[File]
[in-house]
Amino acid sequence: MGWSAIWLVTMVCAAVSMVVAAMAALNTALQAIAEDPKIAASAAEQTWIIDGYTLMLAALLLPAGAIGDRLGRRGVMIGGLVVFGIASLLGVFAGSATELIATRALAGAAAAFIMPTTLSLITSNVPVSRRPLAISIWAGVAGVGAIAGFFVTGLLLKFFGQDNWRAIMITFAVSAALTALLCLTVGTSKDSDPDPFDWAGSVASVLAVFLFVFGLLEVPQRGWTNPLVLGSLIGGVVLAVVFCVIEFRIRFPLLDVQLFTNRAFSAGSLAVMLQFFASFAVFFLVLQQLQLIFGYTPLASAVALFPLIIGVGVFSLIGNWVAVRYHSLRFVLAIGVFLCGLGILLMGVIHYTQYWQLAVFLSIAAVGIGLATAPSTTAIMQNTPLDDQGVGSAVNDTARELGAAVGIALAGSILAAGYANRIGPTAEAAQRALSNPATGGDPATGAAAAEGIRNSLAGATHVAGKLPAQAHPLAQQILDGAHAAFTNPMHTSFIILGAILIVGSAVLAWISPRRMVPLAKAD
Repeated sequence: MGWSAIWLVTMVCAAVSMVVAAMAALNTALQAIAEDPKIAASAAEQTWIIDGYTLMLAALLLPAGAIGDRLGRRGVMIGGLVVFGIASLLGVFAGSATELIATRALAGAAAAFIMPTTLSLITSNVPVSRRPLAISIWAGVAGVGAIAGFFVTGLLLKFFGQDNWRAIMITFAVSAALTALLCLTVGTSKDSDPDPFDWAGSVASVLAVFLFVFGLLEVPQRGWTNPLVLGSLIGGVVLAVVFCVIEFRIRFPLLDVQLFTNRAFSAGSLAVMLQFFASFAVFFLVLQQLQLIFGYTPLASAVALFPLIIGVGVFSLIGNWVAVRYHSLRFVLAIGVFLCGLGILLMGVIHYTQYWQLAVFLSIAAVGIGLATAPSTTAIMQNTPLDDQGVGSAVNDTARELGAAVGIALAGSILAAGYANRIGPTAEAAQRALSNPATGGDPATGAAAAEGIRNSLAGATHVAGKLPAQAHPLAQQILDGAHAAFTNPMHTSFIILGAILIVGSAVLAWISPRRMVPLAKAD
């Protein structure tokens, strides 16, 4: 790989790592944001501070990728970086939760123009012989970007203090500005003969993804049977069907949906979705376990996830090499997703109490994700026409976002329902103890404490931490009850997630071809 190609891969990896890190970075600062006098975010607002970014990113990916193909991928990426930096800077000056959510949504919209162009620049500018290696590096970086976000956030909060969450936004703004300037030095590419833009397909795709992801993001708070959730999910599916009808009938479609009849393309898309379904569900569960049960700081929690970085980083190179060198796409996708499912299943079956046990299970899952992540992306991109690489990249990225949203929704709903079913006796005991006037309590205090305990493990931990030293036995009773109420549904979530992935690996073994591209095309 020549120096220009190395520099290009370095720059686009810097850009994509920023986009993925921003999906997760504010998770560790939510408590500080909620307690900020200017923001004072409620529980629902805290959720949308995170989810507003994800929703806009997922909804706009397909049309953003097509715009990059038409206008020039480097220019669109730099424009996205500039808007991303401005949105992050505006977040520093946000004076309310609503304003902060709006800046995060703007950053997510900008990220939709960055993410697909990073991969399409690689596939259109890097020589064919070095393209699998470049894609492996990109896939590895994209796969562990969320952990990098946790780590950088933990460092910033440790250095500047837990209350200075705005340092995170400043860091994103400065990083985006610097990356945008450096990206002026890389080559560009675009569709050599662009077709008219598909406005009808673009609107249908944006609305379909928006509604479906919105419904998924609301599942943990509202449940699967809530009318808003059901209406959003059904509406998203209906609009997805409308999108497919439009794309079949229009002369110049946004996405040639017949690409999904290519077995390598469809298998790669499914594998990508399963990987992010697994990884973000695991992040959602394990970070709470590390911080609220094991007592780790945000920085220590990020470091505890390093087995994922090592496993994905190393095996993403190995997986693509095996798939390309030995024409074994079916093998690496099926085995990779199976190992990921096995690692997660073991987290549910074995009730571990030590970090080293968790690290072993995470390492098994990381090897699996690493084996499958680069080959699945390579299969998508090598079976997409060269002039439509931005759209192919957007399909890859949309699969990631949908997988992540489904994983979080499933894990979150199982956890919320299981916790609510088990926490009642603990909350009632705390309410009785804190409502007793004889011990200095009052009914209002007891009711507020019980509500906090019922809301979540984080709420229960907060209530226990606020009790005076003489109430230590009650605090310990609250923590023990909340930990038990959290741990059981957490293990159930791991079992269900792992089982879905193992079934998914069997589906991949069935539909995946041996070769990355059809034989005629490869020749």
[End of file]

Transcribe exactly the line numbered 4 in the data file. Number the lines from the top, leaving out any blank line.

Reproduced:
């Protein structure tokens, strides 16, 4: 790989790592944001501070990728970086939760123009012989970007203090500005003969993804049977069907949906979705376990996830090499997703109490994700026409976002329902103890404490931490009850997630071809 190609891969990896890190970075600062006098975010607002970014990113990916193909991928990426930096800077000056959510949504919209162009620049500018290696590096970086976000956030909060969450936004703004300037030095590419833009397909795709992801993001708070959730999910599916009808009938479609009849393309898309379904569900569960049960700081929690970085980083190179060198796409996708499912299943079956046990299970899952992540992306991109690489990249990225949203929704709903079913006796005991006037309590205090305990493990931990030293036995009773109420549904979530992935690996073994591209095309 020549120096220009190395520099290009370095720059686009810097850009994509920023986009993925921003999906997760504010998770560790939510408590500080909620307690900020200017923001004072409620529980629902805290959720949308995170989810507003994800929703806009997922909804706009397909049309953003097509715009990059038409206008020039480097220019669109730099424009996205500039808007991303401005949105992050505006977040520093946000004076309310609503304003902060709006800046995060703007950053997510900008990220939709960055993410697909990073991969399409690689596939259109890097020589064919070095393209699998470049894609492996990109896939590895994209796969562990969320952990990098946790780590950088933990460092910033440790250095500047837990209350200075705005340092995170400043860091994103400065990083985006610097990356945008450096990206002026890389080559560009675009569709050599662009077709008219598909406005009808673009609107249908944006609305379909928006509604479906919105419904998924609301599942943990509202449940699967809530009318808003059901209406959003059904509406998203209906609009997805409308999108497919439009794309079949229009002369110049946004996405040639017949690409999904290519077995390598469809298998790669499914594998990508399963990987992010697994990884973000695991992040959602394990970070709470590390911080609220094991007592780790945000920085220590990020470091505890390093087995994922090592496993994905190393095996993403190995997986693509095996798939390309030995024409074994079916093998690496099926085995990779199976190992990921096995690692997660073991987290549910074995009730571990030590970090080293968790690290072993995470390492098994990381090897699996690493084996499958680069080959699945390579299969998508090598079976997409060269002039439509931005759209192919957007399909890859949309699969990631949908997988992540489904994983979080499933894990979150199982956890919320299981916790609510088990926490009642603990909350009632705390309410009785804190409502007793004889011990200095009052009914209002007891009711507020019980509500906090019922809301979540984080709420229960907060209530226990606020009790005076003489109430230590009650605090310990609250923590023990909340930990038990959290741990059981957490293990159930791991079992269900792992089982879905193992079934998914069997589906991949069935539909995946041996070769990355059809034989005629490869020749």